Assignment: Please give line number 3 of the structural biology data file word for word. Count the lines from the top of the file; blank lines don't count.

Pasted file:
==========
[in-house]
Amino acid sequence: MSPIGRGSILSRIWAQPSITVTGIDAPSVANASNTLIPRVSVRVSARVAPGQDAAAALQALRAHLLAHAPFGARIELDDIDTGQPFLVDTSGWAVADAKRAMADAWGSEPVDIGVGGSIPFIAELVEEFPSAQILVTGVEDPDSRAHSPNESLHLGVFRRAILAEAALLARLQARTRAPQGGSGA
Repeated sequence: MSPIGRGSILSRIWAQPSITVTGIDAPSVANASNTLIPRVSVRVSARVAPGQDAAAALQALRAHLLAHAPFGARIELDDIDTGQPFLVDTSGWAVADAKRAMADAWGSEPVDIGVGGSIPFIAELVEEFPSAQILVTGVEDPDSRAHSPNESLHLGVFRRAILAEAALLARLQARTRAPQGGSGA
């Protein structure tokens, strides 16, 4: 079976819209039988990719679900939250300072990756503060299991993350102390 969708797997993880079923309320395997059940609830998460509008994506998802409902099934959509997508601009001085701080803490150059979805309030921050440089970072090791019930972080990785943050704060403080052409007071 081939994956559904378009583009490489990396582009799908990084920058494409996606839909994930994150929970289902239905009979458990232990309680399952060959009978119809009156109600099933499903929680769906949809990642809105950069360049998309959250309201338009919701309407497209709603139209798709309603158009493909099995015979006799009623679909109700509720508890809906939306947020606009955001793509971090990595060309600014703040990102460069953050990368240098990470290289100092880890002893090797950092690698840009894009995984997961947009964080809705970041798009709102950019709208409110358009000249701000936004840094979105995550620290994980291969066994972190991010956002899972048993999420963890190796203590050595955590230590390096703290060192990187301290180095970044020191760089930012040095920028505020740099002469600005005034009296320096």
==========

Repeated sequence: MSPIGRGSILSRIWAQPSITVTGIDAPSVANASNTLIPRVSVRVSARVAPGQDAAAALQALRAHLLAHAPFGARIELDDIDTGQPFLVDTSGWAVADAKRAMADAWGSEPVDIGVGGSIPFIAELVEEFPSAQILVTGVEDPDSRAHSPNESLHLGVFRRAILAEAALLARLQARTRAPQGGSGA